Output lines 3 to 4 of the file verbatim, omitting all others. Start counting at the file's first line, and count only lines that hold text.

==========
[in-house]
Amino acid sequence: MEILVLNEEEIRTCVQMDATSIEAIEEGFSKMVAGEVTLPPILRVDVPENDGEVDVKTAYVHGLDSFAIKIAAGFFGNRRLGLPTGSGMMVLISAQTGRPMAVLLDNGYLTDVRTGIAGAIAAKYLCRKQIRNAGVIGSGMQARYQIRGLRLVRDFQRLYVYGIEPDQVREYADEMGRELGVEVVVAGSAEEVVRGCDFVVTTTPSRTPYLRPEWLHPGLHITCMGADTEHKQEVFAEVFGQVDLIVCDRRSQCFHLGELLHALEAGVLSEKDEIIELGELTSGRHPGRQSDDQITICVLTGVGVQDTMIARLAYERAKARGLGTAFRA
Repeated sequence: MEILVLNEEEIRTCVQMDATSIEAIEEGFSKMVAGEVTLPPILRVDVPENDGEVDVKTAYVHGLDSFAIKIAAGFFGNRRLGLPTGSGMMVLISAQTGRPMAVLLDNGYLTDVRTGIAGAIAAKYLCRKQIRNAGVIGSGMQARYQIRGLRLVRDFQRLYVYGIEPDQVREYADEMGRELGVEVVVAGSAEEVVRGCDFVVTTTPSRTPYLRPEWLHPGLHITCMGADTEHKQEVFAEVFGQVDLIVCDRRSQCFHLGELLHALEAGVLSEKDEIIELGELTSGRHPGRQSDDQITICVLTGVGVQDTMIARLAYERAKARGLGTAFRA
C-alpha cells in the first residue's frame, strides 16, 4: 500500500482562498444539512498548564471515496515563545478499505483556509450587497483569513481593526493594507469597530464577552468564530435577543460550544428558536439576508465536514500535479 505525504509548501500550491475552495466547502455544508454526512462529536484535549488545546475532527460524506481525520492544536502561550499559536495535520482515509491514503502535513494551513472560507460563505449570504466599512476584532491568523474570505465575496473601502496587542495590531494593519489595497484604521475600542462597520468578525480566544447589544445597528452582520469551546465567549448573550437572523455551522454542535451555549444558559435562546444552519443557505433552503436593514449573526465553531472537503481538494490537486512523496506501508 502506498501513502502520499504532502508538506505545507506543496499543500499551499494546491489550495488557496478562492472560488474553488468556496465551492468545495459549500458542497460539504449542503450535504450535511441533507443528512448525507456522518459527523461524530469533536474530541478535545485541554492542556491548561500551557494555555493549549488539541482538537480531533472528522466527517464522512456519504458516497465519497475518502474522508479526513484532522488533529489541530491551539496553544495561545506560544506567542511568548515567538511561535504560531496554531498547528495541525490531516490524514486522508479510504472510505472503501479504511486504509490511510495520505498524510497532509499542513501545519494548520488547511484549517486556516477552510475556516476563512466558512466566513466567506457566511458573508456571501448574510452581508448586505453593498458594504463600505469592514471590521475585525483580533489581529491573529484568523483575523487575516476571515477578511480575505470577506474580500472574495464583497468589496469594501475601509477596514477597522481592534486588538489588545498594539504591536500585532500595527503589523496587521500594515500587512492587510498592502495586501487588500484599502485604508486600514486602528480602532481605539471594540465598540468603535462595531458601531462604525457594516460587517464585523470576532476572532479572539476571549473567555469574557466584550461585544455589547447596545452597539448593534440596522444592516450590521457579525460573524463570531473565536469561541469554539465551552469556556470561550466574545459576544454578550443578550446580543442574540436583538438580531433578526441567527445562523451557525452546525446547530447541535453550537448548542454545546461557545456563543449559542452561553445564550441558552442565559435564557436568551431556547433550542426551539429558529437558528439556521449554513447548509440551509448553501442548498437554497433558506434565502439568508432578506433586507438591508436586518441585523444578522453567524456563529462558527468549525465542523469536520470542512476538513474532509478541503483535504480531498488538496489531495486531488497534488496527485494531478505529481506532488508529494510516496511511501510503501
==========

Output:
Repeated sequence: MEILVLNEEEIRTCVQMDATSIEAIEEGFSKMVAGEVTLPPILRVDVPENDGEVDVKTAYVHGLDSFAIKIAAGFFGNRRLGLPTGSGMMVLISAQTGRPMAVLLDNGYLTDVRTGIAGAIAAKYLCRKQIRNAGVIGSGMQARYQIRGLRLVRDFQRLYVYGIEPDQVREYADEMGRELGVEVVVAGSAEEVVRGCDFVVTTTPSRTPYLRPEWLHPGLHITCMGADTEHKQEVFAEVFGQVDLIVCDRRSQCFHLGELLHALEAGVLSEKDEIIELGELTSGRHPGRQSDDQITICVLTGVGVQDTMIARLAYERAKARGLGTAFRA
C-alpha cells in the first residue's frame, strides 16, 4: 500500500482562498444539512498548564471515496515563545478499505483556509450587497483569513481593526493594507469597530464577552468564530435577543460550544428558536439576508465536514500535479 505525504509548501500550491475552495466547502455544508454526512462529536484535549488545546475532527460524506481525520492544536502561550499559536495535520482515509491514503502535513494551513472560507460563505449570504466599512476584532491568523474570505465575496473601502496587542495590531494593519489595497484604521475600542462597520468578525480566544447589544445597528452582520469551546465567549448573550437572523455551522454542535451555549444558559435562546444552519443557505433552503436593514449573526465553531472537503481538494490537486512523496506501508 502506498501513502502520499504532502508538506505545507506543496499543500499551499494546491489550495488557496478562492472560488474553488468556496465551492468545495459549500458542497460539504449542503450535504450535511441533507443528512448525507456522518459527523461524530469533536474530541478535545485541554492542556491548561500551557494555555493549549488539541482538537480531533472528522466527517464522512456519504458516497465519497475518502474522508479526513484532522488533529489541530491551539496553544495561545506560544506567542511568548515567538511561535504560531496554531498547528495541525490531516490524514486522508479510504472510505472503501479504511486504509490511510495520505498524510497532509499542513501545519494548520488547511484549517486556516477552510475556516476563512466558512466566513466567506457566511458573508456571501448574510452581508448586505453593498458594504463600505469592514471590521475585525483580533489581529491573529484568523483575523487575516476571515477578511480575505470577506474580500472574495464583497468589496469594501475601509477596514477597522481592534486588538489588545498594539504591536500585532500595527503589523496587521500594515500587512492587510498592502495586501487588500484599502485604508486600514486602528480602532481605539471594540465598540468603535462595531458601531462604525457594516460587517464585523470576532476572532479572539476571549473567555469574557466584550461585544455589547447596545452597539448593534440596522444592516450590521457579525460573524463570531473565536469561541469554539465551552469556556470561550466574545459576544454578550443578550446580543442574540436583538438580531433578526441567527445562523451557525452546525446547530447541535453550537448548542454545546461557545456563543449559542452561553445564550441558552442565559435564557436568551431556547433550542426551539429558529437558528439556521449554513447548509440551509448553501442548498437554497433558506434565502439568508432578506433586507438591508436586518441585523444578522453567524456563529462558527468549525465542523469536520470542512476538513474532509478541503483535504480531498488538496489531495486531488497534488496527485494531478505529481506532488508529494510516496511511501510503501